Article published In:
Scientific Study of Literature
Vol. 5:2 (2015) ► pp.200228
Carminati, M., Stabler, J., Roberts, A., & Fischer, M
(2006) Readers’ responses to sub-genre and rhyme scheme in poetry. Poetics, 34(3), 204–218. DOI logoGoogle Scholar
Carrol, G., & Conklin, K
(2014) Eye-tracking multi-word units: Some methodological questions. Journal of Eye Movement Research, 7(5), 1–11.Google Scholar
Complete Works of Evelyn Waugh [Digital Library]
(n.d.). Retrieved from [URL]
Dickens, C
(1846) The adventures of Oliver Twist. London, United Kingdom: Bradbury and Evans.Google Scholar
(1867) The Charles Dickens edition. The adventures of Oliver Twist. London, United Kingdom: Chapman and Hall.Google Scholar
Goldman, J., & Sellers, S
(2010) General editors’ preface. In M. Herbert & S. Sellers (Eds.) (with research by Ian Blythe), The Cambridge edition of the works of Virginia Woolf, The Waves (pp. ix–xx). Cambridge, United Kingdom: Cambridge University Press.Google Scholar
Guy, J., Scott, R., Conklin, K., & Carrol, G
(2016) Challenges in editing late nineteenth-and early twentieth-century prose fiction: What is editorial “completeness”? English Literature in Transition, 59(4), 435–455. DOI logoGoogle Scholar
Hanauer, D
(1996) Integration of phonetic and graphic features in poetic text categorization judgments. Poetics, 23(5), 363–380. DOI logoGoogle Scholar
(2001) What we know about reading poetry. Theoretical positions and empirical research. In D. Schram & G. Steen (Eds.), The psychology and sociology of literature (pp. 107–128). Amsterdam, The Netherlands: John Benjamins. DOI logoGoogle Scholar
Hill, R., & Murray, W
(2000) Commas and spaces: Effects of punctuation on eye movements and sentence parsing. In A. Kennedy, R. Radach, D. Heller, & J. Pynte (Eds.), Reading as a perceptual process (pp. 565–590). Oxford, United Kingdom: Elsevier. DOI logoGoogle Scholar
Hirotani, M., Frazier, L., & Rayner, K
(2006) Punctuation and intonation effects on clause and sentence wrap-up: Evidence from eye movements. Journal of Memory and Language, 54(3), 425–443. DOI logoGoogle Scholar
Hoffstaedter, P
(1987) Poetic text processing and its empirical investigation. Poetics 16(1), 75–91. DOI logoGoogle Scholar
Hyona, J., & Niemi, P
(1990) Eye movements during repeated reading of a text. Acta Psychologica, 731, 259–280. DOI logoGoogle Scholar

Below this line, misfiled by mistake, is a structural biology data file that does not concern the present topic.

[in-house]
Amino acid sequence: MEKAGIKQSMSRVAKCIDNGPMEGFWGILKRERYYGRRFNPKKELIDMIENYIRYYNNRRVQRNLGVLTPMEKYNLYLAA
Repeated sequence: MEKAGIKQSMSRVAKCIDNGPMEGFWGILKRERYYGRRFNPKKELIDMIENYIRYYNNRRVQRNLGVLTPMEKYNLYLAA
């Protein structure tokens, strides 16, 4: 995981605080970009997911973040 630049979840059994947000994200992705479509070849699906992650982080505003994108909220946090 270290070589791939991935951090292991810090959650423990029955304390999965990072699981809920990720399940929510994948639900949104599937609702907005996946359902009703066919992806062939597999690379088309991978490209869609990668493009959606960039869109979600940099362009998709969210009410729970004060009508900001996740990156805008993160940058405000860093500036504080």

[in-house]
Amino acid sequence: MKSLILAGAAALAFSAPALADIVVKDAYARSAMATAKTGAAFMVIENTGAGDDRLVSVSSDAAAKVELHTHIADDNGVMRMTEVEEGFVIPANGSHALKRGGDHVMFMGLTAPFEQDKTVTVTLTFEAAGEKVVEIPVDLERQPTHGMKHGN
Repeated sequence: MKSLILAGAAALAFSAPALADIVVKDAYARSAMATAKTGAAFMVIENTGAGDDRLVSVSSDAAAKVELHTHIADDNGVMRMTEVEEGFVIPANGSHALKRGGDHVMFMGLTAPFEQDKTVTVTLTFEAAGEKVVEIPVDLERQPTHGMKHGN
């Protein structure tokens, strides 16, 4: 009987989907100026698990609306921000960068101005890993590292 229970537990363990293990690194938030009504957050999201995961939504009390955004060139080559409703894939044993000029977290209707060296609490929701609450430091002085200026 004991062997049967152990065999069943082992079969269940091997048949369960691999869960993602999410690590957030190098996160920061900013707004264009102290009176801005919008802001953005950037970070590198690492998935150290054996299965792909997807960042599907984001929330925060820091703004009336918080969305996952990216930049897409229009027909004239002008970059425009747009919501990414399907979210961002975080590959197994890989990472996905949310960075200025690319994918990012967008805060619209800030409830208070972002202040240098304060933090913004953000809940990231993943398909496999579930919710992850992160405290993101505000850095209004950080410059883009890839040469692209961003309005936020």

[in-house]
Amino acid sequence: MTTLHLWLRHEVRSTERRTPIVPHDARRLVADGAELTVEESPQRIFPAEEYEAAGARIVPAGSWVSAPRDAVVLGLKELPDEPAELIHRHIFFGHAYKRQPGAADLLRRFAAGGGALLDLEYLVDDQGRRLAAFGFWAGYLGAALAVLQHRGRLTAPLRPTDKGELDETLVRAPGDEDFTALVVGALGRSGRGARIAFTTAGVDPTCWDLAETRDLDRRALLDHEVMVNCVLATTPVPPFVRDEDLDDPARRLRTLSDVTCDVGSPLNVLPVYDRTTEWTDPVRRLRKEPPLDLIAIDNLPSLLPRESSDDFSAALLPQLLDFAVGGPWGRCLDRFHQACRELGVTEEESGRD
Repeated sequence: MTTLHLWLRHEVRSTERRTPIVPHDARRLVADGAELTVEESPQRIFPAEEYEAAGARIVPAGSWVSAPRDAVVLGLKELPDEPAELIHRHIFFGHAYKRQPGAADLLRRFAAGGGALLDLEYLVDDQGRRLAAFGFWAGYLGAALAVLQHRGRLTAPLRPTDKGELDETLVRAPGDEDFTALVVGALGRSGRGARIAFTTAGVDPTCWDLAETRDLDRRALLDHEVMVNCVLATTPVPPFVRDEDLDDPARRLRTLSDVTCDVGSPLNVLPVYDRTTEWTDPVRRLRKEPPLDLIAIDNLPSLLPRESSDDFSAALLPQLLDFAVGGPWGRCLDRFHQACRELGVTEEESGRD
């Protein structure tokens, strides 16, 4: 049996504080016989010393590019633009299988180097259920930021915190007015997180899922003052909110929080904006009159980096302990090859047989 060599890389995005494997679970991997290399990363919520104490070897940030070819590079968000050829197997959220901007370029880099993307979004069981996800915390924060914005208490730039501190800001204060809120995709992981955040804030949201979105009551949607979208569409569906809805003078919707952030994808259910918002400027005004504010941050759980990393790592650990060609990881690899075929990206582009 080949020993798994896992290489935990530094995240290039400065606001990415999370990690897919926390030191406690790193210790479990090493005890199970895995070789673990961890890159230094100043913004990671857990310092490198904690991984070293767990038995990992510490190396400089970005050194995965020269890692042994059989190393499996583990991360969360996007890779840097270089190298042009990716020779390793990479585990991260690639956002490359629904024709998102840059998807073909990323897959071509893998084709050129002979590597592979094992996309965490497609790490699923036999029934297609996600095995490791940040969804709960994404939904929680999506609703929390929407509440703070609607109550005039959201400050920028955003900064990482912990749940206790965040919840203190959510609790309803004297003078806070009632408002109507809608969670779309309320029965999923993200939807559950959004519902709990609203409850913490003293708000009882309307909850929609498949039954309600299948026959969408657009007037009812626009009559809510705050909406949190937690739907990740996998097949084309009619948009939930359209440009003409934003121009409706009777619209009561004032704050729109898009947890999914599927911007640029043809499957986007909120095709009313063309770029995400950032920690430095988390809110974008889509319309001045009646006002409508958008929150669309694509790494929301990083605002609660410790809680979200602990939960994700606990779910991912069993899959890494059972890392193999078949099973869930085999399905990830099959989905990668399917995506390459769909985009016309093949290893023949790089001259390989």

Jakobson, R
(1960) Linguistics and poetics. In T. Segbeok (Ed.), Style in language (pp. 350–377). Cambridge: Massachusetts Institute of Technology Press.Google Scholar
James, H
(1881) The portrait of a lady. London, United Kingdom: Macmillan.Google Scholar
(1908) The portrait of a lady, Vol. 11. New York, NY: Charles Scribner’s Sons. Vol. III of The Novels and Tales of Henry James .Google Scholar
Just, M., & Carpenter, P
(1980) A theory of reading: From eye fixations to comprehension. Psychological Review, 871, 329–354. DOI logoGoogle Scholar
Kaakinen, J., & Hyönä, J
(2010) Task effects on eye movements during reading. Journal of Experimental Psychology: Learning, Memory and Cognition, 36(6), 1561–1566. DOI logoGoogle Scholar
Koops van’t Jagt, R., Hoeks, J., Dorleijn, G., & Hendriks, P
(2014) Look before you leap: How enjambment affects the processing of poetry. Scientific Study of Literature, 4(1), 3–24. DOI logoGoogle Scholar
Landis, J., & Koch, G
(1977) The measurement of observer agreement for categorical data. Biometrics, 33(1), 159–174. DOI logoGoogle Scholar
Lee, S., Lee, M., Park, H., Chang, M.-S., & Kwak, H.-W
(2015) Effects of search intent on eye-movement patterns in a change detection task. Journal of Eye Movement Research, 8(2), 1–10.Google Scholar
Levy, B., Di Persio, R., & Hollingshead, A
(1992) Fluent rereading: Repetition, automaticity, and discrepancy. Journal of Experimental Psychology: Learning, Memory, and Cognition, 181, 951–91. DOI logoGoogle Scholar
Mahlberg, M., Conklin, K., & Bisson, M.-J
(2014) Reading Dickens’s characters: Employing psycholinguistic methods to investigate the cognitive reality of patterns in texts. Language and Literature, 23(4), 369–388. DOI logoGoogle Scholar
Mar, R., Oatley, K., Djikic, M., & Mullin, J
(2011) Emotion and narrative fiction: Interactive influences before, during, and after reading. Cognition & Emotion, 25(5), 818–833. DOI logoGoogle Scholar
McGann, J
(1991) The textual condition. Princeton, NJ: Princeton University Press.Google Scholar
McKenzie, D
(1986) The Panizzi lectures 1985: Bibliography and the sociology of texts. London, United Kingdom: British Library.Google Scholar
Miall, D., & Kuiken, D
(1994) Foregrounding, defamiliarization, and affect: Response to literary stories. Poetics, 22(5), 389–407. DOI logoGoogle Scholar
(1998) The form of reading: Empirical studies of literariness. Poetics, 25(6), 327–341. DOI logoGoogle Scholar
Niikuni, K., & Muramoto, T
(2014) Effects of punctuation on the processing of temporarily ambiguous sentences in Japanese. Japanese Psychological Research, 56(3), 275–287. DOI logoGoogle Scholar